Hear from our faculty about their research into the disparities of disease, medicine and health care, and learn about what they've found.
Camille Frazier-Mills, MD, MHS, assistant professor of medicine (Cardiology), came to Duke as an internal medicine resident in 1999. The first time she visited Duke, she met the members of the Minority Recruitment and Retention Committee (MRRC) and felt at home right away. Today she is the associate chair of the MRRC, focusing on alumni affairs. “The MRRC is like family,” she says
Emily O’Brien, PhD, assistant professor of medicine (Clinical Pharmacology and the Duke Clinical Research Institute), uses the tools of epidemiology to try to improve clinical care of patients with chronic health conditions such as cardiovascular and pulmonary disease. “My research is mostly at the intersection between clinical research and epidemiological research,” she says. “I love focusing on large-scale problems and using data from many people to come up with actionable strategies for improving health.”
Susan Gurley, MD, PhD, associate professor of medicine (nephrology), says her job is the best in the world. “I get to work with the most talented folks and engage in challenging and important biomedical research. Furthermore, I get to complement my research interests with patient care, using what I have learned in the lab to help patients. Being a scientist definitely makes me a better doctor, and vice versa.”
The diabetes patients of Susan Spratt, MD, assistant professor of medicine (Endocrinology, Metabolism, and Nutrition), don’t always come to see her. Sometimes she goes to see them. “Although there have been numerous therapeutic advances in diabetes treatment, there remain huge disparities in outcome,” she says. “I want to be a voice and advocate for patients with high-risk diabetes.”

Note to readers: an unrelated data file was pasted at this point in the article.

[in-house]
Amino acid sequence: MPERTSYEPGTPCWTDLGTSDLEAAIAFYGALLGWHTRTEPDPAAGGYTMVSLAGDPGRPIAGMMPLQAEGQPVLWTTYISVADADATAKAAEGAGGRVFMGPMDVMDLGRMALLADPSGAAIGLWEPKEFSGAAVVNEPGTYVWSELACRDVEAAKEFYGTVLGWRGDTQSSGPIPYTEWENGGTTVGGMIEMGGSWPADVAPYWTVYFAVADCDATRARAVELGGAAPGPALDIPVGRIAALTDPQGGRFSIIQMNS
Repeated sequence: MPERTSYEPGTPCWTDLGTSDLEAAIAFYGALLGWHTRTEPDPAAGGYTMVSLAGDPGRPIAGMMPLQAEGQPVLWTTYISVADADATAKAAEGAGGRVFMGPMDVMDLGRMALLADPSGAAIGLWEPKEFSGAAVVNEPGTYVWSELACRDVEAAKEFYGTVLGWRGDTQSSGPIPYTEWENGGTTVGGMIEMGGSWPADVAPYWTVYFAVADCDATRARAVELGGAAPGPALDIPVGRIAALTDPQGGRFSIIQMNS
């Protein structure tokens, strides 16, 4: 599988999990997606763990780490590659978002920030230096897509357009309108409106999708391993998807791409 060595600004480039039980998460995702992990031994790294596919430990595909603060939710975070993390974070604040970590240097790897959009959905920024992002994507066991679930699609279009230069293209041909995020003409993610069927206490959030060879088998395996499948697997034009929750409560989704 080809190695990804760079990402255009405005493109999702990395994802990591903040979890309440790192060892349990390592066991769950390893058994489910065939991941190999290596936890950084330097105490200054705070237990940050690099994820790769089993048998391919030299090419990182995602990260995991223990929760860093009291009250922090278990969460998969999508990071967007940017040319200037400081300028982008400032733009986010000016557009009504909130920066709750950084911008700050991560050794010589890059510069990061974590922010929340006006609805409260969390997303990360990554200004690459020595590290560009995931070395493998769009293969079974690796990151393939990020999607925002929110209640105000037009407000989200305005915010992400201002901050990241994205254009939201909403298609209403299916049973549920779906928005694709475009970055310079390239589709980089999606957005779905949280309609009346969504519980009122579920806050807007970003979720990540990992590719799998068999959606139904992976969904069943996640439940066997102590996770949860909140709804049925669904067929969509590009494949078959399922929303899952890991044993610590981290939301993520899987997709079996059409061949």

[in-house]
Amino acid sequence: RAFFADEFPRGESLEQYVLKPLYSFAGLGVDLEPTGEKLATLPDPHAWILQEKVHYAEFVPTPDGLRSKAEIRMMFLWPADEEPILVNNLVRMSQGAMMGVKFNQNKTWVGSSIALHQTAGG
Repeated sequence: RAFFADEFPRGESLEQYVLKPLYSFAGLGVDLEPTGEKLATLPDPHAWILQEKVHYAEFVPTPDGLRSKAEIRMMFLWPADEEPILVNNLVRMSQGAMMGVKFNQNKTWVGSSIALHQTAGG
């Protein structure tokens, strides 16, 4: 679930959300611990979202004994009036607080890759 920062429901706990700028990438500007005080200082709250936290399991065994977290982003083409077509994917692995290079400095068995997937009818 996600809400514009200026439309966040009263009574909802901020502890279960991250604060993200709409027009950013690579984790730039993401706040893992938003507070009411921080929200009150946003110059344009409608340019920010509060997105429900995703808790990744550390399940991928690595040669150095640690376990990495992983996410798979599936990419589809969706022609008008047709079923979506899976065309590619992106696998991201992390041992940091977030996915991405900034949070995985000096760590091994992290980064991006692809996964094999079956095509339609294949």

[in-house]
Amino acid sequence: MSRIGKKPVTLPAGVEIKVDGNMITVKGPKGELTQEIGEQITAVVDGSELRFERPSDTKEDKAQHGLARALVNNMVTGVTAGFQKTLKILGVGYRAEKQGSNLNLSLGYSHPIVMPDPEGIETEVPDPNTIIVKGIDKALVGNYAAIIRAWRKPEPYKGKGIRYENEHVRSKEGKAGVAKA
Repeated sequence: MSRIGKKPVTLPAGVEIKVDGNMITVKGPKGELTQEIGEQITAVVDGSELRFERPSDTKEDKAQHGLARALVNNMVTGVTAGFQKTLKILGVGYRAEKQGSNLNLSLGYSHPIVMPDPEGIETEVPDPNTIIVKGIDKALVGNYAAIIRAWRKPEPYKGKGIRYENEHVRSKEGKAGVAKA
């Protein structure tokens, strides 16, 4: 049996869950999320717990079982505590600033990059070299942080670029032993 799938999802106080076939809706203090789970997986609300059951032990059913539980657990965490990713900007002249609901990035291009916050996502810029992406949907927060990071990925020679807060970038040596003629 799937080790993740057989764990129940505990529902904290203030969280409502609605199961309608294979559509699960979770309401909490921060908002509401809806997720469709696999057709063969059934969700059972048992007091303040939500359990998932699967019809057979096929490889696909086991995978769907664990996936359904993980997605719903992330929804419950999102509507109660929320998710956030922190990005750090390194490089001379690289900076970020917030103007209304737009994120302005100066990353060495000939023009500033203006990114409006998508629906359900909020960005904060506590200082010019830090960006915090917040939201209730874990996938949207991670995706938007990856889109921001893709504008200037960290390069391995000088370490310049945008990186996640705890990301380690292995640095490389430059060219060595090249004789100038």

Clarissa Jonas Diamantidis, MD, MHS, assistant professor of medicine (General Internal Medicine and Nephrology), started her residency at Duke focused on cardiology. “My father was a Black-Hispanic cardiologist with an interest in health disparities and access to care,” she says, “and I was intent on following in his footsteps.”
Steven Patierno, PhD, professor of medicine (Medical Oncology) and deputy director of the Duke Cancer Institute, studies the biological underpinnings of disparities in prostate cancer among African American and Caucasian men. "The biggest question is not who’s going to get prostate cancer—just about every man over 80 years is going to have it—the biggest question is who’s going to die from it?"
Kimberly Johnson, MD is creating a new research program on health disparities in palliative care among underserved populations. “I have always been deeply moved by the experiences of patients who are near the end of life,” Dr. Johnson said. “At some point, it became clear to me that this experience was different for African Americans.”
Bryan C. Batch, MD has a particular interest in racial disparities related to overweight, obesity, and diabetes. “My interest grew as I spent more time taking care of patients and witnessed racial disparities in morbidity and mortality related to chronic illness like type 2 diabetes,” said Dr. Batch.
Leonor Corsino, MD is the associate chair for the Minority Recruitment and Retention Committee as well as the leader for the Department of Medicine Latino Initiative.“This initiative aims to increase the presence of Latinos at all levels in the Department,” she said. “This year we had a very successful match with a total of three categorical Latino residents and one preliminary resident. We are so excited to welcome them to our Duke family!”